Great episode and great podcast. That brussel sprouts line always got me too. Like how would that guy from the Lou Grant show know that he didn’t like brussel sprouts. I also found funny the scene after Carsini dumps the body and takes that folding bike out to ride. Can you imagine riding that thing through the twisty, curvy mountain sides of California in order to get back home? Finally, do you think that it would have been more poetic if Carsini had hit his brother over the head with a bottle of cheap wine – maybe one of those square Manischewitz bottles?

    Thanks again,

  6. Chana Masaledar Chana Masaledar

    Excellent work as always.

    I liked the point about their father arranging his will so as to insure that both children would stay tied to the winery. At least that probably would have been his plan; turns out it didn’t work out. And Adrian’s situation was at least partly of his own making: he probably could have bought the winery from his brother and owned it outright, but then he wouldn’t have the money required to treat it as a hobby instead of a business.

    Part of the reason is somewhat sympathetic, despite all his obvious negative qualities, is because his whole reason for living was about to be taken away; and then his impulsive attempt to protect it ends up destroying it anyway. Even if he’d never been caught, the murder ruined his precious wine collection. He had no way of coming out ahead.

    • Chana Masaledar Chana Masaledar

      Correction: that should read “part of the reason Adrian is somewhat sympathetic…”

      Only eighteen episodes left, by my count. Plus however many Mrs. Columbos you get around to.

  7. Luciaphile Luciaphile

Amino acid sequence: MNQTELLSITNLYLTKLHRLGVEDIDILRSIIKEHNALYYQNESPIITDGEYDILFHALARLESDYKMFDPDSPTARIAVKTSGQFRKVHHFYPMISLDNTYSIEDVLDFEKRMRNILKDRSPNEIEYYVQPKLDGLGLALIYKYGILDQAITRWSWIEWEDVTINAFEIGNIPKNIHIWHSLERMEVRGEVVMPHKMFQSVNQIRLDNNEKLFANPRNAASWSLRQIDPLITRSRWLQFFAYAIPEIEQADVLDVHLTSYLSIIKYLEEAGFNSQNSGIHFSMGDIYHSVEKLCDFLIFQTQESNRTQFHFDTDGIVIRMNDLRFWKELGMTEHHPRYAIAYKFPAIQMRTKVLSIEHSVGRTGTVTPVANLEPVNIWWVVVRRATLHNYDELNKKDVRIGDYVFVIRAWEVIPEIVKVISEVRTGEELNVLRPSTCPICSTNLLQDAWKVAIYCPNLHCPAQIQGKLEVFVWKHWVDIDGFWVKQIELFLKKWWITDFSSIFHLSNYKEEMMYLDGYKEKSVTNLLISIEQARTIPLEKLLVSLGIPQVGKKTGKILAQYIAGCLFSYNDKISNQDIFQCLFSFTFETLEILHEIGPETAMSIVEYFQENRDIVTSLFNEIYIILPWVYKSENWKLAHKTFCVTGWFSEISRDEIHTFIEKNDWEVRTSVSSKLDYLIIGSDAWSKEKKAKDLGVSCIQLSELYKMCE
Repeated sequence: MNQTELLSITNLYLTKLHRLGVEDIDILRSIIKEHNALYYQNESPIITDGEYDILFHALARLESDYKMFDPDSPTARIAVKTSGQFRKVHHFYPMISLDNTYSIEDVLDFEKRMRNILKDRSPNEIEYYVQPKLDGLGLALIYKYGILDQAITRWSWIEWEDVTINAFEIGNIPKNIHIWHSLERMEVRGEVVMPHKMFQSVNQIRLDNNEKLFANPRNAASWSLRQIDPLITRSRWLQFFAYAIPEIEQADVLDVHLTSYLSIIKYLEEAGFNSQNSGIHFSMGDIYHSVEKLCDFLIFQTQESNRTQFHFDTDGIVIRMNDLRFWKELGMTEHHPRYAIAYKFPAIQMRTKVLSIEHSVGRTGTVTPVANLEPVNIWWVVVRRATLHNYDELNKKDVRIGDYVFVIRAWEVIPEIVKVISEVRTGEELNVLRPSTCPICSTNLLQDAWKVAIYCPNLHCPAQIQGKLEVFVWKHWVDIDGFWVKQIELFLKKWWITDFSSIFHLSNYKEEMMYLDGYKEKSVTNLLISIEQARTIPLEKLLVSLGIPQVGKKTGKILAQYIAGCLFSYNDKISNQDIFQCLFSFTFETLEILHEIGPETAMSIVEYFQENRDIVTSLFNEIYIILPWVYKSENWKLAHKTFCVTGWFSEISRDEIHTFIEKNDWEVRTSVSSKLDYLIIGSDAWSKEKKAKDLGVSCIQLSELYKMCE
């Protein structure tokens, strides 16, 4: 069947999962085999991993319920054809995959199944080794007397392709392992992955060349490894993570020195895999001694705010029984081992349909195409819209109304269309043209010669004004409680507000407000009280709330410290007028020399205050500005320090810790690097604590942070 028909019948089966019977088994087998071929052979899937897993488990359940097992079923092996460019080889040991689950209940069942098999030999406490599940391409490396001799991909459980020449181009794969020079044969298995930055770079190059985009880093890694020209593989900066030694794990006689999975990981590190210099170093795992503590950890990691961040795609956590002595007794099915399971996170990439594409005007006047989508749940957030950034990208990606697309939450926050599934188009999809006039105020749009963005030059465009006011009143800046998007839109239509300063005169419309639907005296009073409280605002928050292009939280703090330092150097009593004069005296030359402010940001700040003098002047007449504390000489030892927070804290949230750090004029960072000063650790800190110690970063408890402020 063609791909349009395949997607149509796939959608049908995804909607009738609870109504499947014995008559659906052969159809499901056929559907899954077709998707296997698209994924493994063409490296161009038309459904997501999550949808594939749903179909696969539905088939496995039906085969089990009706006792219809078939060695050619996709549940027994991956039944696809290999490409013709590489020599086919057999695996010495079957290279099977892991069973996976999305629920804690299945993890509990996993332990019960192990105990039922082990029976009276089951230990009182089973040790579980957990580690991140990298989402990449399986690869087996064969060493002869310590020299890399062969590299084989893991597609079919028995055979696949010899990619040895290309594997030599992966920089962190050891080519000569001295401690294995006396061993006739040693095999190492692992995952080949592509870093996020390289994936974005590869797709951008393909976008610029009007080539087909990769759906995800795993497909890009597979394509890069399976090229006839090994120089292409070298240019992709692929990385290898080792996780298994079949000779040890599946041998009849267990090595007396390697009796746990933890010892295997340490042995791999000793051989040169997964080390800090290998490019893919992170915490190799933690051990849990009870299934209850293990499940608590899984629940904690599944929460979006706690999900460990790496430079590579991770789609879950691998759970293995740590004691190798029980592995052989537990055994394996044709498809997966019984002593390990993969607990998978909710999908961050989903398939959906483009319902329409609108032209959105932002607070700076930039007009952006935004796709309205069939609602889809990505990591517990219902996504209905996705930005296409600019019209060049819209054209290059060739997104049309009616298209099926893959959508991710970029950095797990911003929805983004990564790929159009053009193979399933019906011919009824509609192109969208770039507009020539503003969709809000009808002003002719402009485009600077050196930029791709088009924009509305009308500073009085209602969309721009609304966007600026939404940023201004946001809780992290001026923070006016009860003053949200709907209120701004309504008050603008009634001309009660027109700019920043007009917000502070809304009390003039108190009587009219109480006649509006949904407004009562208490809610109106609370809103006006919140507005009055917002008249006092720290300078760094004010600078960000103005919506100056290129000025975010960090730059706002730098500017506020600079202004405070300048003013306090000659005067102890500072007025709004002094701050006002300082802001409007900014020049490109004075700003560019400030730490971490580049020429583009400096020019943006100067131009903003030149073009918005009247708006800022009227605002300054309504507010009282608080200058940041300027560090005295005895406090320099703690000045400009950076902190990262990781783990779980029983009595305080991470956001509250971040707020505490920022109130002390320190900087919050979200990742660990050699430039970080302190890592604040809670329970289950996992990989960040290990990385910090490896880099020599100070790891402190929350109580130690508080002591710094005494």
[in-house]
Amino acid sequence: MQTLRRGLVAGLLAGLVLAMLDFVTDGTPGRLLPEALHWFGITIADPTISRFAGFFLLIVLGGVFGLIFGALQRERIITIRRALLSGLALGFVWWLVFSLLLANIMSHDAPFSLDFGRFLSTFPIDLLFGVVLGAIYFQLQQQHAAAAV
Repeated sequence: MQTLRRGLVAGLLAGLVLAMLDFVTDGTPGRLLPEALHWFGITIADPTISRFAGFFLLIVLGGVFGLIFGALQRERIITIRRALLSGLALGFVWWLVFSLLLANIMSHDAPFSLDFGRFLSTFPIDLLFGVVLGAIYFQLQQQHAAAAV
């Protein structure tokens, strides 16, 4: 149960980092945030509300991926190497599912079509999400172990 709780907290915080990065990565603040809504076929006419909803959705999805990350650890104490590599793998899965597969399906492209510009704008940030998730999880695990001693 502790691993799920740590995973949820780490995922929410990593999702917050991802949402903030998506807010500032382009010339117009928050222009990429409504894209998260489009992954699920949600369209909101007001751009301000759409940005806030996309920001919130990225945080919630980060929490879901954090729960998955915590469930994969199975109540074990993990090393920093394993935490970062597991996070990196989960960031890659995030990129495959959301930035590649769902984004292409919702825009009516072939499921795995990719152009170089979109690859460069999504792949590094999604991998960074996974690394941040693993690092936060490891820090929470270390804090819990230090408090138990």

Great podcast and a great episode. I loved every second of it. You were wondering if this was an ep that most people put down there with Last Salute to the Commodore and I’m pretty sure the answer is no. Every list of people’s top 10 episodes has this one near the top.

    • Yeah, in retrospect, I have no idea where I got that notion…

  8. OK so here are my theories/questions on this episode
    1. Does anyone else think Adrian younger brother use to beat him? Every time he goes to touch him he violently flinches? Or is that suppose to be his British social awkwardness vs the over affectionate American?
    2. One of the reasons I LOOOOVE this episode is because we see Colombo go gather evidence on the murderer before he even meets him. He gets the weather report for the car, he gets opinions about the brother relationship from friends and work colleagues. Then when he meets Adrian he already knows he did it. I think this happens a lot in Colombo but we never actually see it. For instance when he first meets the murderer in Bye Bye Sky High IQ. He already knows a lot about him and his relationship with the victim and has already decided he is the guy.
    3. Jon’s idea that Colombo is an angle or an anti body I think is best seen in the shot when Adrian is walking back up the hill from throwing the wine in the sea and Colombo is silently sat in the boot of his car with all his destroyed wine (evidence). There is such a feeling of other worldliness from Colombo, possibly because of Adrain’s relief and acceptance of being caught.